Sevilla coach Michel has hit out at the way Spanish football is being run, accusing those at the top of "destroying" the game.
This week saw renewed battles between Spain's clubs and competing TV companies, with a 13-strong rebel group backing down from a threat to postpone the first weekend's games and a new plan announced for games to be played across Friday, Saturday, Sunday and Monday evenings.
Michel said that the fact clubs were going along with this situation was leading to the ruin of La Liga as a viable competition.
"We are all guilty of going along with the situation," he said. "Can anybody who loves football put on a game at 11PM on a Monday? Seems to me that football is being used by outside interests and that is destroying it. Because of this players are going to other leagues, only two teams can win and the rest have to fight and work because if you don't, they point the finger at you."
Michel said that he had not had sufficient time to prepare his team for their opening game of the 2012-13 season, at home to Getafe on Saturday, noting ironically that Spain coach Vicente del Bosque gave his Real Madrid and Barcelona players just 45 minutes in Wednesday's friendly in Puerto Rico while Sevilla's Jesus Navas played the full game and adding that players from the "big two" would have an extra day to recover from their long trip.
"There is a lack of feeling and respect for teams like Sevilla, who have international players, who only have half a day to train, and have to play on Saturday," said the former Madrid midfielder. "I had to change the training because a key player arrived at 1AM, and we are playing Saturday, but the big clubs play on Sunday. We are always playing on Mondays, but we have never played at five on a Sunday, which is when I like it."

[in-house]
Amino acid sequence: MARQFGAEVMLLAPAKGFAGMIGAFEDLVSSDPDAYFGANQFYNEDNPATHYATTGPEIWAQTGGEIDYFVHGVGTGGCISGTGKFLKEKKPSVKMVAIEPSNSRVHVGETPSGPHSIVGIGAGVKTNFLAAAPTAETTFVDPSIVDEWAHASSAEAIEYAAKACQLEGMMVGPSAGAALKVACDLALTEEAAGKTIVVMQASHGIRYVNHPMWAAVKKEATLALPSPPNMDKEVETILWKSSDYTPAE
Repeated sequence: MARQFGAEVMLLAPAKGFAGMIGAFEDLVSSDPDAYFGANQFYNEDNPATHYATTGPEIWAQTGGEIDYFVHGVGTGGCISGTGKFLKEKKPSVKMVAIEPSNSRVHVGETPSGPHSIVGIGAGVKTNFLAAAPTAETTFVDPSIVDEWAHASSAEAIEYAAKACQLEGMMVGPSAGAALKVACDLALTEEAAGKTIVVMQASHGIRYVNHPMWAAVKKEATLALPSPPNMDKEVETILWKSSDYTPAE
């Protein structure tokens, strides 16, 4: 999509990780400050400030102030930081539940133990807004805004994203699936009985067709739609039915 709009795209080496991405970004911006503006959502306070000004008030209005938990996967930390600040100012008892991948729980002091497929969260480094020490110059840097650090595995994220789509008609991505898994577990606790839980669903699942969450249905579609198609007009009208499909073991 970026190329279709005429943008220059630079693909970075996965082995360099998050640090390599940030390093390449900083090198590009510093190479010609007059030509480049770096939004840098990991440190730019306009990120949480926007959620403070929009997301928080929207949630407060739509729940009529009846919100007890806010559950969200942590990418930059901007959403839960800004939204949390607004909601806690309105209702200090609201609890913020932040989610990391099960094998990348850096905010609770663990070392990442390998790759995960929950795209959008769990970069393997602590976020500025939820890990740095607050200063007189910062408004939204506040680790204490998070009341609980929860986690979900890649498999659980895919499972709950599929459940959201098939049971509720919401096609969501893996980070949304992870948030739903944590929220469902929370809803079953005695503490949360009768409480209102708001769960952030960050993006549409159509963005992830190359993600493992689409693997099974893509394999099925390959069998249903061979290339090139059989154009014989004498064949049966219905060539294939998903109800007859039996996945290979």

While agreement was reached between the competing TV companies who show football in Spain, this week's talks lead to little change to the current revenue sharing arrangement which sees Madrid and Barcelona between them receive about half of the cash on offer.
Michel said this situation was not sustainable in the long run.
"There are conflicts with players who do not get paid," he said. "There are teams using the Ley Concursal (Spain's version of administration) in the first and second divisions. People are allowed to just come and go..."
Sevilla president Jose Maríe del Nido has been one of the noisiest critics of the current situation. Michel said he worried his team could suffer if they were not offered more support from around La Liga.
"There is no appreciation from the officials for the players or the fans, but we have to swallow it, because if we do not, they point the finger at you," he said. "We will see what happens to us if Sevilla keep protesting."